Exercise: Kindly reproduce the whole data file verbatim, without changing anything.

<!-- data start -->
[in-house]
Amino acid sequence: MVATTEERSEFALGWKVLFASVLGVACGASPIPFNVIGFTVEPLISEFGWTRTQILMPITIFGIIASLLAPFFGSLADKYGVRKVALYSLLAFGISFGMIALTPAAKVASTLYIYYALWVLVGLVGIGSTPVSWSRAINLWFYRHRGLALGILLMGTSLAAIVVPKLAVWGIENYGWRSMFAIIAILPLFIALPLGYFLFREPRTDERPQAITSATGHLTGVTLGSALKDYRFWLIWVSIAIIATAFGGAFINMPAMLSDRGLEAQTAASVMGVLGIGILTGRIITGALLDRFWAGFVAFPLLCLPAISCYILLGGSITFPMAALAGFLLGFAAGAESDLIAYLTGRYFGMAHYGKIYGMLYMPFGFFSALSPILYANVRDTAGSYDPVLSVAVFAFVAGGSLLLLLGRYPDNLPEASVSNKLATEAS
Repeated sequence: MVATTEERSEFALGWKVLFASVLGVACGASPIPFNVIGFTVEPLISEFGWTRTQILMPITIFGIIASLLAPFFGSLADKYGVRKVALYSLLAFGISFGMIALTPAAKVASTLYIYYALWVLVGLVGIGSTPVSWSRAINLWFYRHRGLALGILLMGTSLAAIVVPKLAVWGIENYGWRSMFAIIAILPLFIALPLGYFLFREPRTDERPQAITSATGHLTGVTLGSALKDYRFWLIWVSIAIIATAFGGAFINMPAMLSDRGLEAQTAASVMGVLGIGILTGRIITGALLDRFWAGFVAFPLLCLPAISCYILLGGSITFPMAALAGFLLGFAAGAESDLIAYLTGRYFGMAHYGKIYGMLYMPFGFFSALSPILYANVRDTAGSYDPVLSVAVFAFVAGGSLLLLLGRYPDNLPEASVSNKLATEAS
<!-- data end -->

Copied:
[in-house]
Amino acid sequence: MVATTEERSEFALGWKVLFASVLGVACGASPIPFNVIGFTVEPLISEFGWTRTQILMPITIFGIIASLLAPFFGSLADKYGVRKVALYSLLAFGISFGMIALTPAAKVASTLYIYYALWVLVGLVGIGSTPVSWSRAINLWFYRHRGLALGILLMGTSLAAIVVPKLAVWGIENYGWRSMFAIIAILPLFIALPLGYFLFREPRTDERPQAITSATGHLTGVTLGSALKDYRFWLIWVSIAIIATAFGGAFINMPAMLSDRGLEAQTAASVMGVLGIGILTGRIITGALLDRFWAGFVAFPLLCLPAISCYILLGGSITFPMAALAGFLLGFAAGAESDLIAYLTGRYFGMAHYGKIYGMLYMPFGFFSALSPILYANVRDTAGSYDPVLSVAVFAFVAGGSLLLLLGRYPDNLPEASVSNKLATEAS
Repeated sequence: MVATTEERSEFALGWKVLFASVLGVACGASPIPFNVIGFTVEPLISEFGWTRTQILMPITIFGIIASLLAPFFGSLADKYGVRKVALYSLLAFGISFGMIALTPAAKVASTLYIYYALWVLVGLVGIGSTPVSWSRAINLWFYRHRGLALGILLMGTSLAAIVVPKLAVWGIENYGWRSMFAIIAILPLFIALPLGYFLFREPRTDERPQAITSATGHLTGVTLGSALKDYRFWLIWVSIAIIATAFGGAFINMPAMLSDRGLEAQTAASVMGVLGIGILTGRIITGALLDRFWAGFVAFPLLCLPAISCYILLGGSITFPMAALAGFLLGFAAGAESDLIAYLTGRYFGMAHYGKIYGMLYMPFGFFSALSPILYANVRDTAGSYDPVLSVAVFAFVAGGSLLLLLGRYPDNLPEASVSNKLATEAS